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Old 19-07-2012, 16:41   #28
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Re: Golf cart batteries

Quote:
Originally Posted by Target9000 View Post
cuthbert is correct. The less the load the more amps you'll get in a single discharge cycle. The higher the load the less amps you'll get in a discharge cycle.
which what I have always thought and why I asked, I think the Cosco chart is trying to confuse us/me ................. which worked!


is it just me or do others get tired of having to think about this stuff?
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Old 19-07-2012, 16:44   #29
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Re: Golf cart batteries

The industry standard for a fully depleted flooded battery is 10.5 volts. This does not vary with load.

The 20-hour rate is the generally used rate for deep-cycle batteries. As noted above, it is measured by applying a resistive load which is 1/20th the rated AH capacity to a fully charged battery. At the end of this period, a healthy battery should show 10.5 volts.

If you reach 10.5 volts in less than 20 hours, the battery's capacity has been reduced. Batteries begin to lose capacity when they leave the factory. If you reach 10.5 volts in, say, 5 hours, your batteries have reached the end of their useful life.

Statements like, "I got seven years out of my batteries" are virtually meaningless because they say nothing about the real residual capacity of the batteries...only that they're not performing as well as the owner thinks they should. Your car battery is "good" -- even with 90% reduced capacity -- right up to that morning when it won't start your car.

It really isn't rocket science! Resting voltages (i.e., no charge or discharge overnite) for flooded batteries will indicate the state-of-charge (SOC) of the battery as follows:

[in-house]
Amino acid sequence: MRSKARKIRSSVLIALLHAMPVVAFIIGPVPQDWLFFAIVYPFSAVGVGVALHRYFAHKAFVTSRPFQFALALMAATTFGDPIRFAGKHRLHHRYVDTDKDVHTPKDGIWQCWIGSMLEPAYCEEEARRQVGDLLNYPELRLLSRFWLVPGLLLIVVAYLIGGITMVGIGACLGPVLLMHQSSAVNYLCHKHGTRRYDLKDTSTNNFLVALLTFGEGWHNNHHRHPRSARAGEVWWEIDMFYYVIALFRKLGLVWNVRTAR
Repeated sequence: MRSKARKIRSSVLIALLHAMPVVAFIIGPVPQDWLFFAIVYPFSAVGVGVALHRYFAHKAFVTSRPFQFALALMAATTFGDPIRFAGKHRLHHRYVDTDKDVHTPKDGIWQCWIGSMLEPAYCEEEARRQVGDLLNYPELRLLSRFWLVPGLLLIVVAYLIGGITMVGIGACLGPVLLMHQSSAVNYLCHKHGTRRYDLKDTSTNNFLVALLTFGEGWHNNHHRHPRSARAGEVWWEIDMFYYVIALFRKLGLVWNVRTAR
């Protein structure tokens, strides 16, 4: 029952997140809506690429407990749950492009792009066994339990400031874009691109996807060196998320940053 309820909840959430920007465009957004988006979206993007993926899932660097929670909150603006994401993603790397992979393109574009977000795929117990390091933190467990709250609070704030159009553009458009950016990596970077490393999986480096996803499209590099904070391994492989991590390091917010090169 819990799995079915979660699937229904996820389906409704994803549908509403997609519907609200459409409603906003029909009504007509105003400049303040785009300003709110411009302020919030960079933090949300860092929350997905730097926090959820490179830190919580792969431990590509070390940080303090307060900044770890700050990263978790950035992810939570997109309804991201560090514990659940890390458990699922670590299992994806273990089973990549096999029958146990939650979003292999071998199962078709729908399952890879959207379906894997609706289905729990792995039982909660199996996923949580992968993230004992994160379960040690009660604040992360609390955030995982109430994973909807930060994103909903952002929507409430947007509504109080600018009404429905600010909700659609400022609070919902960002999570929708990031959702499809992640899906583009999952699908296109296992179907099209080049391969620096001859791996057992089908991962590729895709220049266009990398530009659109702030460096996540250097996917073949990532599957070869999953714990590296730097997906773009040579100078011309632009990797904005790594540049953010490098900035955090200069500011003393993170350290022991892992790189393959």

12.6 is 100% charged
12.4 is 75% charged
12.2 is 50% charged
12.0 is 25% charged

AGMs and gels will show slightly higher voltages at each SOC.

If you know your boat well, an accurate digital voltmeter will give you a good enough indication of SOC (e.g., on my boat during the day with the frig running and the VHF and instruments on, I'll see about 0.1V less than the above).

When you see 12.2 volts or less, it's time to charge!

Put as much in as you comfortably can, because ALL batteries -- flooded, AGM, and gel -- will sulfate if not fully charged frequently at voltages above about 14.2.

And, be sure to keep in mind that SOC does not indicate capacity of the battery! After years of use and abuse, a fully charged battery may only have a tiny portion of its original capacity left.

Bill
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Old 19-07-2012, 17:18   #30
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Re: Golf cart batteries

The resting voltage thing just seems worthless overall. I need to believe the SOC while using my systems and before leaving the boat.

My 1 year old 460 AH batteries can start at 12.5 resting voltage and low 90% SOC of charge on my monitor and after 45 AH out at 5-6 amps and with the monitor now saying 80-85% SOC, the voltage with be reading 12V. And it reads the same on the panel volt meter and with a hand held.

So near as I can tell my voltage reading goes down a lot more than0.1 amps under 6 amps load.!

And yes the monitor has been syn'd recently and at the time the charge current had dropped to 2 amps.

PS - I acturally have my monitor programed for a 400 AH bank instead of the 460 AH